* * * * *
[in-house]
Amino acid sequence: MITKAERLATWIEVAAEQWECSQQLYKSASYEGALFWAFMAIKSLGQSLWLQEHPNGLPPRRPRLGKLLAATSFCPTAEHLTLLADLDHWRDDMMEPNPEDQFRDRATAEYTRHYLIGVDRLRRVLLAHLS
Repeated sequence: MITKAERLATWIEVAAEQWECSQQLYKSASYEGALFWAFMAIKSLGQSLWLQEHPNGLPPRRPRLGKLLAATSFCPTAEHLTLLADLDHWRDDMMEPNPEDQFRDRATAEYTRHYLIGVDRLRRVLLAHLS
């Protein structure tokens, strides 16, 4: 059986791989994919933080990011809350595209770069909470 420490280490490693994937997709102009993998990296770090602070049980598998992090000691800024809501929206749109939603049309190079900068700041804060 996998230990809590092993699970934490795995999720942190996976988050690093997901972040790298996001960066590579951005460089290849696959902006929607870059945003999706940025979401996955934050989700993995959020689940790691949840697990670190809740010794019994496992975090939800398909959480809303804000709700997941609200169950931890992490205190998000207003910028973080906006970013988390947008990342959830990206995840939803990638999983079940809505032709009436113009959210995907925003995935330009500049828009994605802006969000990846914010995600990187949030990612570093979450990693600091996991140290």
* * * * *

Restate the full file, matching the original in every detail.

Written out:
[in-house]
Amino acid sequence: MITKAERLATWIEVAAEQWECSQQLYKSASYEGALFWAFMAIKSLGQSLWLQEHPNGLPPRRPRLGKLLAATSFCPTAEHLTLLADLDHWRDDMMEPNPEDQFRDRATAEYTRHYLIGVDRLRRVLLAHLS
Repeated sequence: MITKAERLATWIEVAAEQWECSQQLYKSASYEGALFWAFMAIKSLGQSLWLQEHPNGLPPRRPRLGKLLAATSFCPTAEHLTLLADLDHWRDDMMEPNPEDQFRDRATAEYTRHYLIGVDRLRRVLLAHLS
């Protein structure tokens, strides 16, 4: 059986791989994919933080990011809350595209770069909470 420490280490490693994937997709102009993998990296770090602070049980598998992090000691800024809501929206749109939603049309190079900068700041804060 996998230990809590092993699970934490795995999720942190996976988050690093997901972040790298996001960066590579951005460089290849696959902006929607870059945003999706940025979401996955934050989700993995959020689940790691949840697990670190809740010794019994496992975090939800398909959480809303804000709700997941609200169950931890992490205190998000207003910028973080906006970013988390947008990342959830990206995840939803990638999983079940809505032709009436113009959210995907925003995935330009500049828009994605802006969000990846914010995600990187949030990612570093979450990693600091996991140290």